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Photo courtesy of Squaw Valley USA.
"Lake Tahoe is an ideal winter resort for the red-blooded,”
Dr. J.E. Church, Jr. wrote in an issue of Sunset Magazine in 1956. “For the Viking and the near Viking, for the man and the woman, who, for the very exhilaration of it, seek the bracing air and the snow-clad forests, Lake Tahoe is as charming in winter as in summer, and far grander.”
Boating, snowshoeing, cross-country skiing, tobogganing, mountain climbing, photography, hunting and camping – “for those whose souls are of sterner stuff” – topped Church’s list of popular winter activities enjoyed by tourists who then visited the Tahoe Basin. “If one asks where to go, a bewildering group of trips and pleasures appear,” he declared. “These are a ski trip from Tallac to Fallen Leaf Lake to see the breakers and the spray driven by a rising gale against the rock-bound shore, and, when the lake has grown quieter, a boat ride to Fallen Leaf Lodge beneath the frowning parapets of Mount Tallac.
“. . . Next a ski trip up the Glen to the buried hostelry at Glen Alpine, where one enters by way of a dormer window but is received to a cheerful fire and with royal hospitality . . . Then, under the skilled guidance of the keeper, a day’s climb up the southern face of Mount Tallac for an unrivaled panoramic view from its summit and a speedy but safe glissade back to the hostelry, far, far below . . . And if the legs be not too stiff from the glissade, a climb over the southern wall of the Glen to Desolation Valley and Pyramid Peak, whence can be seen the long gorge of the Rubicon . . . Finally a rowing trip along the western shore of the lake with stops at pleasure en route.”
As early as 1870, lakeshore residents enjoyed ice-skating on various lake inlets and frozen lagoons. During the 1920s and 1930s, locals and tourists alike took to the ice formed under Globin’s Al Tahoe or at a commercial rink at the Tahoe Tavern.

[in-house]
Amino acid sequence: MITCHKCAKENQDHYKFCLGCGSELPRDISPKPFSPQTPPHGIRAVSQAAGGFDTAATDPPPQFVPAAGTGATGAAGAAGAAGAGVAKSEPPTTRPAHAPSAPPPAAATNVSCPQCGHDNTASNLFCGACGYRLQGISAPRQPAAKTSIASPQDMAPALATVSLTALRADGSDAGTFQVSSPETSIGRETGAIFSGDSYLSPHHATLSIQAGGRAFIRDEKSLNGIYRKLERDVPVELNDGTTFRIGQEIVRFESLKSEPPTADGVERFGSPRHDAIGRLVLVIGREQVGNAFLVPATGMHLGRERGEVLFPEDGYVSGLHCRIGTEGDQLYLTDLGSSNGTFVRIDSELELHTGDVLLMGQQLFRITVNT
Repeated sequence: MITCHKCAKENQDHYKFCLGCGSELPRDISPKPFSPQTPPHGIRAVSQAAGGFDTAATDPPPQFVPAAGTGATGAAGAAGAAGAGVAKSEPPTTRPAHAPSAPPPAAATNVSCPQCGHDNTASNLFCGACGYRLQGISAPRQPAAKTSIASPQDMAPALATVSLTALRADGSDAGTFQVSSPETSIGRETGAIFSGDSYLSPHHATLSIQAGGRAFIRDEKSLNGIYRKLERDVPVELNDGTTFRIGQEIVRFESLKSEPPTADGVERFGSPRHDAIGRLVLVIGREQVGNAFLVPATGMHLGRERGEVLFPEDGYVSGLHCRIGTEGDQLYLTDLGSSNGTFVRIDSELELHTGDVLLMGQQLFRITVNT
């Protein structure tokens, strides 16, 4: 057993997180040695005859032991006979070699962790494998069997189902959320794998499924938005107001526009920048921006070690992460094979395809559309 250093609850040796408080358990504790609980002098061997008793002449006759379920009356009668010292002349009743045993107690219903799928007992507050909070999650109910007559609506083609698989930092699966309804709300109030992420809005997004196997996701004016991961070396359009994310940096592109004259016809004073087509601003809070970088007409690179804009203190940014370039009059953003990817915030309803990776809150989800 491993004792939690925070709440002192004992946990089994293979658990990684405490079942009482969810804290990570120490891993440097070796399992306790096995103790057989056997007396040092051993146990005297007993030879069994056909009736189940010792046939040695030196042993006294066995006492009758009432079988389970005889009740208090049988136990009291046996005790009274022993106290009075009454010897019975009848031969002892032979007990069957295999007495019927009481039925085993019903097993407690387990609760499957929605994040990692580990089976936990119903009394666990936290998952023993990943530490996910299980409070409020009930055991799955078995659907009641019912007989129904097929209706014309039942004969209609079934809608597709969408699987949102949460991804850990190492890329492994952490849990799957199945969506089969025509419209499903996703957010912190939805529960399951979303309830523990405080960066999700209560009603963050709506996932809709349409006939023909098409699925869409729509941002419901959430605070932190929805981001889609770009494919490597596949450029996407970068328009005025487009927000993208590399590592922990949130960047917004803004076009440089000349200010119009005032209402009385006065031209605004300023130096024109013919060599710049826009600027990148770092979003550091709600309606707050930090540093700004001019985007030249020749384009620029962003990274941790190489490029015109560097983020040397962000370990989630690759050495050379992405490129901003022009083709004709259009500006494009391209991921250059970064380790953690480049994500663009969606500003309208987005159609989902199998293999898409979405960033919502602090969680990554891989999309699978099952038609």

Gold Rush miners discovered the sport of skiing in the 1850s and planned informal downhill ski races that provided welcome winter fun. To reduce friction, increase speed, and keep their 7- to 12-foot wooden boards from sticking to the warm snow, these skiing miners invented a substance called “dope” – a secret mixture of balsam, fir, pitch, turpentine, glycerin, tallow, camphor and a number of other ingredients.
Twentieth-century construction of the Lincoln Highway, followed by improved methods of snow removal, brought an increasing number of winter visitors to the Tahoe Basin; however, prior to World War II, few had experienced the thrill of downhill skiing. In 1941, Edelweiss Resort opened at Camp Sacramento and boasted the first “ski lift” built in the area. Unfortunately, wartime rationing of gasoline kept tourists at home and the skiing industry on hold.
After the war, a great enthusiasm for the sport of skiing emerged. In 1946, Sierra Ski Ranch opened atop Echo Summit, and a year later, Echo Chalet and the Bijou Park Skiway began operations. Heavenly Valley started its rope tows in 1955, and like several other Sierra resorts, began providing ski rentals, coffee and snacks.
“It was the Olympic Winter Games at Squaw Valley in 1960 that stimulated skiing in the United States in general and skiing in the Tahoe Basin and surrounding areas in particular,” writes Lyndall Baker Landauer in The Mountain Sea: A History of Lake Tahoe. “The impact of the Olympic Games on the growth of the Tahoe Basin as a winter sports area was tremendous and in many ways, incalculable.”